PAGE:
Lack of mirth could make for longest bull in history
The bull market in stocks may be aging, but likely has much more time to run—just don’t look for investors to jump for joy about it, said billionaire investor Ken Fisher.
“I think this is going to be the longest bull market in history and, arguably, the most joyless,” the founder, chairman and co-chief investment officer of Camas, Wash.-based Fisher Investments said in an interview with MarketWatch on Tuesday.
The current bull market dates to March 9, 2009 and is the second-longest on record, behind the 13-year bull market spanning from 1987 to 2000.
That lack of mirth and the bull’s longevity go hand in hand. Fisher is fond of citing legendary investor John Templeton’s maxim that bull markets are “born on pessimism, grow on skepticism, mature on optimism and die on euphoria.”
Euphoria remains in short supply, with investors moving from one worry to another, Fisher said. China and Brexit had investors bracing for the worst earlier in the year. Indeed, pessimism—the view that stocks will fall over the next six months—rose to a two-month high of 33.4% in the most recent AAII Sentiment Survey, while bullish sentiment was at 29.4%, and has hovered below the historical average of 38.5% for most of the past year and a half.
Election-related uncertainty currently casts a shadow. Those issues present legitimate concerns, but as time passes, they tend to be resolved one way or another, reducing “uncertainty,” Fisher said, and that has allowed the market to continue pushing higher. “They tend to get identified, they tend to get priced in,” he said.
Fisher, 65, ranks at No. 206 in the Forbes 400 list of U.S. billionaires with a fortune estimated at $3.5 billion. Money-management firm Fisher Investments has around $70 billion in assets under management.
Fisher has said he has caught most bear markets, although the 2007-to-2009 downturn took him (and much of the world) by surprise.
Fisher adds a caveat to Templeton’s guide. Sometimes bull markets meet their demise as a result of some unforeseen shock, or “wallop.”
For such a wallop to kill the bull, it would have to be big enough to send the $75 trillion global economy into recession. For a bear market, “you need a couple trillion dollars of negative GDP effect or euphoria…therefore I think the joyless bull market grinds on,” he said.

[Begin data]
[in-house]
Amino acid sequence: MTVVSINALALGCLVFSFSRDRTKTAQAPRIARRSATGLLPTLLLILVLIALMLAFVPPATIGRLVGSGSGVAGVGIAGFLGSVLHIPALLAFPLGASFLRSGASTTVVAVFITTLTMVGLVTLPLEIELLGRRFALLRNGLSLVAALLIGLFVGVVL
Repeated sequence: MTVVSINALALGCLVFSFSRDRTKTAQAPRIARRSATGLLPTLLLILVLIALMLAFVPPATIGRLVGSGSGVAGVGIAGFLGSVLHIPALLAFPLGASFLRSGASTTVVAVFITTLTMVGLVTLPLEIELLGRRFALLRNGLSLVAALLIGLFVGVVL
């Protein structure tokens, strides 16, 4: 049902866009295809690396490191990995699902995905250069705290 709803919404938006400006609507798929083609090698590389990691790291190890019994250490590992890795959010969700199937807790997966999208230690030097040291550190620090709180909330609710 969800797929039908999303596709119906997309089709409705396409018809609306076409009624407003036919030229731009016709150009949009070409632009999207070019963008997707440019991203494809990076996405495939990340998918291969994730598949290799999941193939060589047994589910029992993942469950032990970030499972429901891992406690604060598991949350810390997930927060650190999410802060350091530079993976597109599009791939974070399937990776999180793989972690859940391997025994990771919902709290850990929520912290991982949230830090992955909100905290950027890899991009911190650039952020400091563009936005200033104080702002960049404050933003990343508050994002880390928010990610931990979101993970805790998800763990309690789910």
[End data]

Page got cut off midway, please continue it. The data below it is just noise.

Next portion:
The presidential election
Investors might perk up next year as the next president—whether Democrat Hillary Clinton or Republican Donald Trump—takes office. Fisher has observed that presidential election years and the subsequent inaugural year for a new president have tended to mirror each other.
A Democratic victory usually weighs on returns during the election year, while stocks often outperform in years that produce a Republican victory. But the following inaugural year, at times, has resulted in reverse performance, which Fisher calls the “perverse inverse,” with stocks surging as a new Democratic administration takes the reins, and suffering when a Republican takes office (see table below).
Fisher theorizes that this happens because investors, who lean Republican, fear a Democrat will be antibusiness or expect that a Republican will be pro-business. In the inaugural year, those expectations meet political reality as Democratic and Republican presidents see their agendas hemmed in.
Fisher argues that either Clinton or Trump could win in November. But a Trump victory could see an inaugural year market reaction more akin to what happens after Democratic wins given the Republican standard-bearer’s controversial positions on a range of issues, he said.
Fisher is bemused by hand-wringing over low volatility and quiet markets. After all, the sharp pullback and volatile conditions that rocked the S&P 500 index SPX, +0.00% and the Dow Jones Industrial Average DJIA, +0.10% back in January, which marked the worst start to a year ever for stocks, and was viewed as a cause for alarm.
“When it’s volatile, it’s bad; when it’s quiet, it’s bad. That’s a sign that there isn’t a lot of euphoria. That’s good,” Fisher said.
“You don’t want to snatch defeat from the jaws of victory by doing something that’s a little too tricky.”Assertions that periods of low volatility can lead to trouble should be taken with a grain of salt, he said, arguing that there aren’t enough samples to justify any meaningful statistical conclusions about docile markets.
So if the bull has room to run, how should investors approach the market?
It is important to acknowledge what stage the cycle is in, Fisher said. In the early portion of a bull market, companies with thin gross operating profit margins usually outperform, in part because they take the biggest hit in a downturn and are poised to bounce back hard. After a few years, however, the advantage shifts to firms with fat gross operating profit margins.
Such firms are able to use their fatter margins to take market share away from firms with thinner margins. That means, for instance, that rather than searching for the next Google or Amazon, investors should stick with shares of Alphabet GOOG, +0.23% GOOGL, +0.20% or Amazon AMZN, +0.19%
Searching, at this point, for the next big thing runs the risk of missing out on bull-market returns and not being able to make them back up, he said.
“I’m a big fan right now of not being too cute,” he said. “You don’t want to snatch defeat from the jaws of victory by doing something that’s a little too tricky.”